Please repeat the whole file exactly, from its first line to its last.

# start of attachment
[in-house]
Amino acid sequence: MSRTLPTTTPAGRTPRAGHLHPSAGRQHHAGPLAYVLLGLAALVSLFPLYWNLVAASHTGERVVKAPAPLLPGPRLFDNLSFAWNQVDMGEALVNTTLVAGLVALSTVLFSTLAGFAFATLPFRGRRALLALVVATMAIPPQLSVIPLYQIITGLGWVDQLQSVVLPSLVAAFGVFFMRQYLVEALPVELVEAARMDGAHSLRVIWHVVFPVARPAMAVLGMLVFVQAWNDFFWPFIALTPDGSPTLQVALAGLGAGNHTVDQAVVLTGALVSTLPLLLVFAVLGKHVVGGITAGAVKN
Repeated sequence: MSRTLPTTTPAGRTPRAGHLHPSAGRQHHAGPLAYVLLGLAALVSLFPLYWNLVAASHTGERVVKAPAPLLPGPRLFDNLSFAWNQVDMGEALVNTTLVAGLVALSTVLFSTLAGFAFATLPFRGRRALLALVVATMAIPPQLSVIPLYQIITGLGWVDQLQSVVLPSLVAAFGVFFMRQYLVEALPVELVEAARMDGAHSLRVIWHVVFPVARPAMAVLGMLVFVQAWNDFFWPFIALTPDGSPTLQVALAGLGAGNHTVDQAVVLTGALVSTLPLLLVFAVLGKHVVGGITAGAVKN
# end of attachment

[in-house]
Amino acid sequence: MSRTLPTTTPAGRTPRAGHLHPSAGRQHHAGPLAYVLLGLAALVSLFPLYWNLVAASHTGERVVKAPAPLLPGPRLFDNLSFAWNQVDMGEALVNTTLVAGLVALSTVLFSTLAGFAFATLPFRGRRALLALVVATMAIPPQLSVIPLYQIITGLGWVDQLQSVVLPSLVAAFGVFFMRQYLVEALPVELVEAARMDGAHSLRVIWHVVFPVARPAMAVLGMLVFVQAWNDFFWPFIALTPDGSPTLQVALAGLGAGNHTVDQAVVLTGALVSTLPLLLVFAVLGKHVVGGITAGAVKN
Repeated sequence: MSRTLPTTTPAGRTPRAGHLHPSAGRQHHAGPLAYVLLGLAALVSLFPLYWNLVAASHTGERVVKAPAPLLPGPRLFDNLSFAWNQVDMGEALVNTTLVAGLVALSTVLFSTLAGFAFATLPFRGRRALLALVVATMAIPPQLSVIPLYQIITGLGWVDQLQSVVLPSLVAAFGVFFMRQYLVEALPVELVEAARMDGAHSLRVIWHVVFPVARPAMAVLGMLVFVQAWNDFFWPFIALTPDGSPTLQVALAGLGAGNHTVDQAVVLTGALVSTLPLLLVFAVLGKHVVGGITAGAVKN